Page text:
Sight

Your newborn is nearsighted and sees best at 12 to 18 inches. That's the perfect distance for seeing the most important things to babies — their parents' faces as they hold or feed them. Your baby will love to fixate on your face, and it will be the favorite entertainment for a while. Give your newborn plenty of face-to-face time to get to know you.

In addition to being interested in human faces, newborns are also engaged by brightness, movement and simple, high-contrast objects. Many toy stores sell black-and-white and brightly colored toys, mobiles and nursery decorations.

Because newborns can't fully control their eye movement, they may appear to be cross-eyed at times, or their eyes may briefly diverge and look walleyed. This is normal. Your baby's eye muscles will strengthen and mature during the next few months.

When your baby is quiet and alert, provide simple objects for him or her to look at. Try slowly moving an object to the right or left in front of him or her. Most babies will briefly follow moving objects with their eyes, and sometimes with their heads. But don't overload the baby — one item at a time is plenty. If your baby is tired or overstimulated, he or she won't want to play this game.

Check with your baby's health care provider regarding vision if:

Your child's eyes increasingly tend to cross or diverge

• Your child's eyes appear cloudy or filmy

• Your child's eyes seem to wander randomly and rarely focus

• You have other concerns about your newborn's ability to see

Hearing

Once the baby is born, new sounds will capture his or her attention. In response to noises, babies may pause in sucking, widen their eyes or stop fussing. They may startle at a loud noise such as a dog barking, and they may be soothed by the hum of the vacuum cleaner or the whirring of the clothes dryer. But babies can easily adapt and tune out noises, so they may react to a particular sound only once or twice.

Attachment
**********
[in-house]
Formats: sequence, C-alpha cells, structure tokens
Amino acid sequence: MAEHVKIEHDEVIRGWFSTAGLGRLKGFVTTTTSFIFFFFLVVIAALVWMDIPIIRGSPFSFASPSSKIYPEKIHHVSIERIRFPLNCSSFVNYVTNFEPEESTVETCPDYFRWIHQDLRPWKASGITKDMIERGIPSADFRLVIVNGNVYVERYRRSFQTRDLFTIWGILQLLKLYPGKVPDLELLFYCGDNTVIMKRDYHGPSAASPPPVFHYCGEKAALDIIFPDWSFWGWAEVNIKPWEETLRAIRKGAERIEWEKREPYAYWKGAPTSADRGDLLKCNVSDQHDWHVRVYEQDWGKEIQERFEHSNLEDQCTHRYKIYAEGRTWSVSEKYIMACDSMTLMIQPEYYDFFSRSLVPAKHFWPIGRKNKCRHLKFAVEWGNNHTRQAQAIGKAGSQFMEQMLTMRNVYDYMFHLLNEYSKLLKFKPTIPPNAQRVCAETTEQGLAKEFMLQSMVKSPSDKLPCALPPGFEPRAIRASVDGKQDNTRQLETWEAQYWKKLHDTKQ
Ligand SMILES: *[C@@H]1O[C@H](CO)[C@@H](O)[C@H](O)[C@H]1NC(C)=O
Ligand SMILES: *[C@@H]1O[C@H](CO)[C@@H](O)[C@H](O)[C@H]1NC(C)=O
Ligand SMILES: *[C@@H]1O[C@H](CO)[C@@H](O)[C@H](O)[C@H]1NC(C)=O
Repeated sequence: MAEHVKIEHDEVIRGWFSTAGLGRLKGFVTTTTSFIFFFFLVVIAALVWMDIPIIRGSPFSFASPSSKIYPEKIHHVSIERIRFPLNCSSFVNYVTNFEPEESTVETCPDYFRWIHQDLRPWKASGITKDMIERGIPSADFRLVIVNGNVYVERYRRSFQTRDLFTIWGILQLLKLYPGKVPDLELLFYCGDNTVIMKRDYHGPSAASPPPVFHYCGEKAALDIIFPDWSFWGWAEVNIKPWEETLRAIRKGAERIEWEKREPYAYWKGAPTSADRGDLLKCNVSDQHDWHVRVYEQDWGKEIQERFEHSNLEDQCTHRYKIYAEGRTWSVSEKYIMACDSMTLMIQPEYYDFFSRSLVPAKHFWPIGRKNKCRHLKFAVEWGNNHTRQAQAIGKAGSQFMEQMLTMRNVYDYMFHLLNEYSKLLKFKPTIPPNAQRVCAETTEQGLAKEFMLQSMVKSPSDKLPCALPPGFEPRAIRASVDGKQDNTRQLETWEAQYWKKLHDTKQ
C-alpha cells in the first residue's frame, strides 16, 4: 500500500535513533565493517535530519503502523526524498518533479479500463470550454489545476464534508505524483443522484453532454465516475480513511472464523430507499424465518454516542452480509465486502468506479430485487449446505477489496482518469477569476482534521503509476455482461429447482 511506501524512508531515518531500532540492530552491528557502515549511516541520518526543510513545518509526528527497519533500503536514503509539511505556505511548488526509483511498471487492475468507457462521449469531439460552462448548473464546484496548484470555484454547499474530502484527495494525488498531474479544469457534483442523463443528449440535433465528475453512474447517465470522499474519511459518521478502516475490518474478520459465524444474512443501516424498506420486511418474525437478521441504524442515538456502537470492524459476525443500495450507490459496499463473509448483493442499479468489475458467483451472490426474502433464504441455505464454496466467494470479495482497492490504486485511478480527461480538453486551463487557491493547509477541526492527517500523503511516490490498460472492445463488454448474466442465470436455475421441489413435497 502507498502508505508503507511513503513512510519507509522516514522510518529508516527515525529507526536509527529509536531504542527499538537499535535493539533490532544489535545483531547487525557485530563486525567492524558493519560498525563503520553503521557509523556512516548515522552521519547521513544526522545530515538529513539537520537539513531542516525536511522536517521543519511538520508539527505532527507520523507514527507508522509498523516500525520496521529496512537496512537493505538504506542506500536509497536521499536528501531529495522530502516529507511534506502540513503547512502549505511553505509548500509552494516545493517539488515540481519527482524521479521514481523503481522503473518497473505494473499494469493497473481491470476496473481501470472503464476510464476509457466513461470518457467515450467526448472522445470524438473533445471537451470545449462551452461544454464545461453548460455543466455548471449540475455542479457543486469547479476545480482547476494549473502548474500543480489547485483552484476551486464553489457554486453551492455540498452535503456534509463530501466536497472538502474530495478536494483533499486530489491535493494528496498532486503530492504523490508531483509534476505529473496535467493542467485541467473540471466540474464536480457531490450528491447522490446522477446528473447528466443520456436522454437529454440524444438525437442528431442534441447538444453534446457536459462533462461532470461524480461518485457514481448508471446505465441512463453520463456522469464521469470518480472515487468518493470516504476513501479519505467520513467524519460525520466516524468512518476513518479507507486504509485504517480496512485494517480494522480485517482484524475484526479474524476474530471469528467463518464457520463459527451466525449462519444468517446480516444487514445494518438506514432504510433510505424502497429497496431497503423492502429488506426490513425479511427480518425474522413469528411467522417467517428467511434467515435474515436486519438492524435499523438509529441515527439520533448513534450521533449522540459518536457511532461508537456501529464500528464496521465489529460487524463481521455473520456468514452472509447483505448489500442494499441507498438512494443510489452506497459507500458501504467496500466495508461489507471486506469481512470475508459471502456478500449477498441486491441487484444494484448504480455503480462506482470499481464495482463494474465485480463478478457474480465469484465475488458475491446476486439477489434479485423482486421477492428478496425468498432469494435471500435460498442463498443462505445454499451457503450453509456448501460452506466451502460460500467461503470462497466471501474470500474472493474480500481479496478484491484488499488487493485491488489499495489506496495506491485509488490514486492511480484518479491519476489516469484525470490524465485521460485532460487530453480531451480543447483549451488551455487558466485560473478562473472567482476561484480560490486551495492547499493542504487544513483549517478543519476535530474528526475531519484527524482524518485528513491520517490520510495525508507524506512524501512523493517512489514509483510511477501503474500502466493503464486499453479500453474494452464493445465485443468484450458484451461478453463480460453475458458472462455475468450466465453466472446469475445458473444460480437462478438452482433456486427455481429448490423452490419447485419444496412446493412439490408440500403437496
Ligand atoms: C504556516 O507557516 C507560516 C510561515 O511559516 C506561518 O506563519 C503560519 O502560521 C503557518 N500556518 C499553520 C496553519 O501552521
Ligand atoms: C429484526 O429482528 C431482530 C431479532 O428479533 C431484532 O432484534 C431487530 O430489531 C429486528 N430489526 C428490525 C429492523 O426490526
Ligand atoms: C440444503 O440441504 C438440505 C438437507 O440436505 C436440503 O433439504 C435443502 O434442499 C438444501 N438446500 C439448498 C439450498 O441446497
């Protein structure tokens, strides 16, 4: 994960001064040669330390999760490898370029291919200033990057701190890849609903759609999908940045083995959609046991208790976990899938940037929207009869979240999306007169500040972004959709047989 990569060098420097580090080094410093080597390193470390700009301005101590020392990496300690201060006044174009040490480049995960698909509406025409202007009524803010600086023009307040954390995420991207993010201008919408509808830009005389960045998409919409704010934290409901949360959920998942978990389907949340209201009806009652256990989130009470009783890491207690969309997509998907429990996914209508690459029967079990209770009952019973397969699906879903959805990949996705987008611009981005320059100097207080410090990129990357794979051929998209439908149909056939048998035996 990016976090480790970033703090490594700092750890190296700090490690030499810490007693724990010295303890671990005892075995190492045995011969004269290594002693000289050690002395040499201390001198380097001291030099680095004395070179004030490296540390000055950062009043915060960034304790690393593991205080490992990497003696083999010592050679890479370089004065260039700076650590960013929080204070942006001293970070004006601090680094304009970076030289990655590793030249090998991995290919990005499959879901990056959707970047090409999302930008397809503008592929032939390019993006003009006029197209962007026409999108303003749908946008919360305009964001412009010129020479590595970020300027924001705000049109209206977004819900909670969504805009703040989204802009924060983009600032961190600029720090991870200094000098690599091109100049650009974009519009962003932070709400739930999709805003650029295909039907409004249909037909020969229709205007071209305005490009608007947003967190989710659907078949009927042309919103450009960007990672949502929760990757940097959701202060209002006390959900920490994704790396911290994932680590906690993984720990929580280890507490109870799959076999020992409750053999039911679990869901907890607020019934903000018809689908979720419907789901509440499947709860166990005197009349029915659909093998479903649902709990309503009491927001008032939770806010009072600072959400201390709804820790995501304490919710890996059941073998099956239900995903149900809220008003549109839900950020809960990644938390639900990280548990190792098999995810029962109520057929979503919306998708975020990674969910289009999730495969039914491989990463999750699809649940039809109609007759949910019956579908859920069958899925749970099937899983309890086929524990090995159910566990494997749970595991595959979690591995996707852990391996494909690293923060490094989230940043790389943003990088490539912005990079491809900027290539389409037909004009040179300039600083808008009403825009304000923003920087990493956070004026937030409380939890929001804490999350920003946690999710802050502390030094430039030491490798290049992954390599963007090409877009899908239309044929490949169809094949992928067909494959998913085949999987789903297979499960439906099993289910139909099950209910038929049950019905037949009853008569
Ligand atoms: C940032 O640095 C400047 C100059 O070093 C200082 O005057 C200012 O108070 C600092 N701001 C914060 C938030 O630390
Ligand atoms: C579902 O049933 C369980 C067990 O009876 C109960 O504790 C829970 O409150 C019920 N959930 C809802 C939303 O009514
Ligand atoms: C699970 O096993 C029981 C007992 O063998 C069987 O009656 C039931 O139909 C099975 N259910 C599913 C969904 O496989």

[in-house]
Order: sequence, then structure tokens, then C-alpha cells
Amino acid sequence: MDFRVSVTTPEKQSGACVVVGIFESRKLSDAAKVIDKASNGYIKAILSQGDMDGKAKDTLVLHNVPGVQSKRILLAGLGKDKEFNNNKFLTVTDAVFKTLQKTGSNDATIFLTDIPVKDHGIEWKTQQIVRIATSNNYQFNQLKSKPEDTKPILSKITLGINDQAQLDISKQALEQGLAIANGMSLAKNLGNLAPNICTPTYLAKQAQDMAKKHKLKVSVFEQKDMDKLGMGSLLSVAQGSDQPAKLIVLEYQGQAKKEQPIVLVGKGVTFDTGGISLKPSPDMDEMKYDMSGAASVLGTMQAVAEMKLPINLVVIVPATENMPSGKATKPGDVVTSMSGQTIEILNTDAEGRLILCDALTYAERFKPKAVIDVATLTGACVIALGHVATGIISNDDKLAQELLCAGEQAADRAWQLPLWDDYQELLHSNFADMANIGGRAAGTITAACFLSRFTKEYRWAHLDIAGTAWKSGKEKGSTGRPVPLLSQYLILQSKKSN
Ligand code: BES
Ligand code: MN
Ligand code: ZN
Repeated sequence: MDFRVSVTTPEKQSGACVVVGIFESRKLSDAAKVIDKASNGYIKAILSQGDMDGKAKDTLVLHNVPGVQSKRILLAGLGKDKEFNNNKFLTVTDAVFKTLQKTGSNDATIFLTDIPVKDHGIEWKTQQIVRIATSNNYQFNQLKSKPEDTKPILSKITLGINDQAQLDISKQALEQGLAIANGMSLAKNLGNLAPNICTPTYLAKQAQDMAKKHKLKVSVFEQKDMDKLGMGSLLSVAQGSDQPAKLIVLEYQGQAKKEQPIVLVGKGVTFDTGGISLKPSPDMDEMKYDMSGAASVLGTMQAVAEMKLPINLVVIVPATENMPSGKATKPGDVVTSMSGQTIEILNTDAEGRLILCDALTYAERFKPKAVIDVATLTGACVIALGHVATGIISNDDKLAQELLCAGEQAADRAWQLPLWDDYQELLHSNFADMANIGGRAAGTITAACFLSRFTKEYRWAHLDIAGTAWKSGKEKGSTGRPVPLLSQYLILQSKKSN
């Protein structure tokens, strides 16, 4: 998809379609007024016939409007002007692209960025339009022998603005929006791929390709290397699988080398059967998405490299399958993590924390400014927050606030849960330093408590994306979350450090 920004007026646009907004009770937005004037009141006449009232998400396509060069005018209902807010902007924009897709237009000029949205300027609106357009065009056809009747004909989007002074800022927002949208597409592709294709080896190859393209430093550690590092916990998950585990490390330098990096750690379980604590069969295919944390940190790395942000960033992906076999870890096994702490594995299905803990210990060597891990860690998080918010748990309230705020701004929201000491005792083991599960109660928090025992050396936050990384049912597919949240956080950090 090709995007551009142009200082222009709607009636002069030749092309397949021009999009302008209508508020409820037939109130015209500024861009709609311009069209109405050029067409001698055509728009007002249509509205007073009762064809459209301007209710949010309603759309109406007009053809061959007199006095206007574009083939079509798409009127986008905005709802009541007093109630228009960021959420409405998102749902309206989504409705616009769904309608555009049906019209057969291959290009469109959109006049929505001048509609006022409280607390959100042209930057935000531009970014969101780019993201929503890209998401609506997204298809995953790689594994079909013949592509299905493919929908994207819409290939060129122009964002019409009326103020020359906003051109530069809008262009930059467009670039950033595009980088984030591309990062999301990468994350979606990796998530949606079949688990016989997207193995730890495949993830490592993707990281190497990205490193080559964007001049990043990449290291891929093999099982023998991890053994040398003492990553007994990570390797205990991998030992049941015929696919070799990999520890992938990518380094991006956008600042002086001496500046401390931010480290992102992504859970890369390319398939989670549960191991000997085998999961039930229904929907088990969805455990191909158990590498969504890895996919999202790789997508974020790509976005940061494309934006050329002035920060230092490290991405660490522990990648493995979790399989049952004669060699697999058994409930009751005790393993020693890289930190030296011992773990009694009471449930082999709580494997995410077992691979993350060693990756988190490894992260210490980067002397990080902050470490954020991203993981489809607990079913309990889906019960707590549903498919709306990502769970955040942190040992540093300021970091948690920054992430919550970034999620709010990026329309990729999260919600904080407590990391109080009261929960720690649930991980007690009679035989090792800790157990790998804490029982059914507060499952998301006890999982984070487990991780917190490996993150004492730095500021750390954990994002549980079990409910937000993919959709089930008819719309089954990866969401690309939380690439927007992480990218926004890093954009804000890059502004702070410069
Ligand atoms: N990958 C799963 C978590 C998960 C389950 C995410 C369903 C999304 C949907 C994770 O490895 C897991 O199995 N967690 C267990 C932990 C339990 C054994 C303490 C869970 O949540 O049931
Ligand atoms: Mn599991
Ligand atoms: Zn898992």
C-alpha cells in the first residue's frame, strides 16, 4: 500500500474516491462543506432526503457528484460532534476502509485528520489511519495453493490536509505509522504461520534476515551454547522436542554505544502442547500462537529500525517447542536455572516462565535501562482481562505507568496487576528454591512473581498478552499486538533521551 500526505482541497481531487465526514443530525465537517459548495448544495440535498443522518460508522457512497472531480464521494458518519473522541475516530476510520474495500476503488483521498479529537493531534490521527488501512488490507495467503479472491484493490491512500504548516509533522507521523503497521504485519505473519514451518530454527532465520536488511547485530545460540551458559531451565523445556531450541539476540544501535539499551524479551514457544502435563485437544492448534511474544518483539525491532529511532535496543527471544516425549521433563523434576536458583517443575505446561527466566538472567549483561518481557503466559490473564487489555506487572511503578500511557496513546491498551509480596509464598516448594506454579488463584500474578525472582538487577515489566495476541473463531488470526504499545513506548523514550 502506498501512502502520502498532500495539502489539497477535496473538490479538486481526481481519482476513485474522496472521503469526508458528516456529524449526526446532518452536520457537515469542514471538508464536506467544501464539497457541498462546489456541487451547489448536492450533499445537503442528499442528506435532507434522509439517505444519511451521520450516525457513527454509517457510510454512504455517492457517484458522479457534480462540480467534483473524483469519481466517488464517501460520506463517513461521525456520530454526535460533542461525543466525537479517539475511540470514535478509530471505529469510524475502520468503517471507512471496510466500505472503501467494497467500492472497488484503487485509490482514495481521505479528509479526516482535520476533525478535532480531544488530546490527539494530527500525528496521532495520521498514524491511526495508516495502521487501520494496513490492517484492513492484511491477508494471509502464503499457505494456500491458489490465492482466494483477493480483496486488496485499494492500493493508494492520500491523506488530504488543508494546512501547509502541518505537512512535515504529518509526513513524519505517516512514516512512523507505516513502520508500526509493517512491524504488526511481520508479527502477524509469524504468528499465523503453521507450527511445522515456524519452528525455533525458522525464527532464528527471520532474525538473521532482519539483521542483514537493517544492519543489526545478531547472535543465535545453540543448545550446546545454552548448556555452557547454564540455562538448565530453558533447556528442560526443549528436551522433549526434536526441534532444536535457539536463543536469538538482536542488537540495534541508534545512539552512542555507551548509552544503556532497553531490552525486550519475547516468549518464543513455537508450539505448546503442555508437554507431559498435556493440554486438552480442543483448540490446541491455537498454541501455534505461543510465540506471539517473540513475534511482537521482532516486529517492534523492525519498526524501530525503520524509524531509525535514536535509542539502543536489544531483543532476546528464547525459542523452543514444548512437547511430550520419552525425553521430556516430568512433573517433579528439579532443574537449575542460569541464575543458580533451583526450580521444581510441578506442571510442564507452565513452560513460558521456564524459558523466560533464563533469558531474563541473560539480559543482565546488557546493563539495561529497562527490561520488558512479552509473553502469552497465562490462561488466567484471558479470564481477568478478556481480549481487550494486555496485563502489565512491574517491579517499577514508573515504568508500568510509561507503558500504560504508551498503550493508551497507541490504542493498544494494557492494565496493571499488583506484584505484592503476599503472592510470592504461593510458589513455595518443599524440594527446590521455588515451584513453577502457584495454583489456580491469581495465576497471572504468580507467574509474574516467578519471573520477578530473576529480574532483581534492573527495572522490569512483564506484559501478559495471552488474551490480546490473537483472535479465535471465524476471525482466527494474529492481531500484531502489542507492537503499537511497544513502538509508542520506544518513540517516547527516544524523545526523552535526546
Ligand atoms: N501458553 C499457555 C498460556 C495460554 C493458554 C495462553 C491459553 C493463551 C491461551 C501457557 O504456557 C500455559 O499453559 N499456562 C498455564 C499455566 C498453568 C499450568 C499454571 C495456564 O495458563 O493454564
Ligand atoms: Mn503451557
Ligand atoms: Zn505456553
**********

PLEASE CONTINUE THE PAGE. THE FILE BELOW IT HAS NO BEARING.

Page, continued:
Newborns can tell the difference between human voices and other sounds. Babies are most curious about their parents' voices. Your baby will learn quickly to associate your voice with food, warmth and touch. He or she will listen carefully when you talk to him or her, and even infants enjoy music and being read to. Talk to your baby whenever you can. Even though he or she won't understand what you're saying, the sound of your voice is reassuring and calming.

Improvements in hearing tests have made newborn hearing screening possible. Many hospitals now routinely test every newborn's hearing. If this testing isn't offered where you give birth, you might want to ask your baby's medical health care provider to refer you to an audiologist for newborn hearing screening. This is particularly important if someone in the family has hearing problems.

Touch

Infants are sensitive to touch and can detect differences in texture, pressure and moisture. They respond quickly to changes in temperature. They may startle when cold air wafts across their skin and become quiet again when they're wrapped warmly. Your touch provides comfort and reassurance to your baby and can rouse a sleepy baby for feeding.

Smell and taste

Infants have a good sense of smell. Even when very young, they can recognize their mother by scent. They may show interest in a new smell by a change in movement or activity. But they easily become familiar with a new smell and no longer react to it.

The sense of taste is closely related to the sense of smell. Although new-borns aren't exposed to many tastes beyond breast milk or formula, research shows that from birth babies prefer sweet tastes over bitter or sour tastes.

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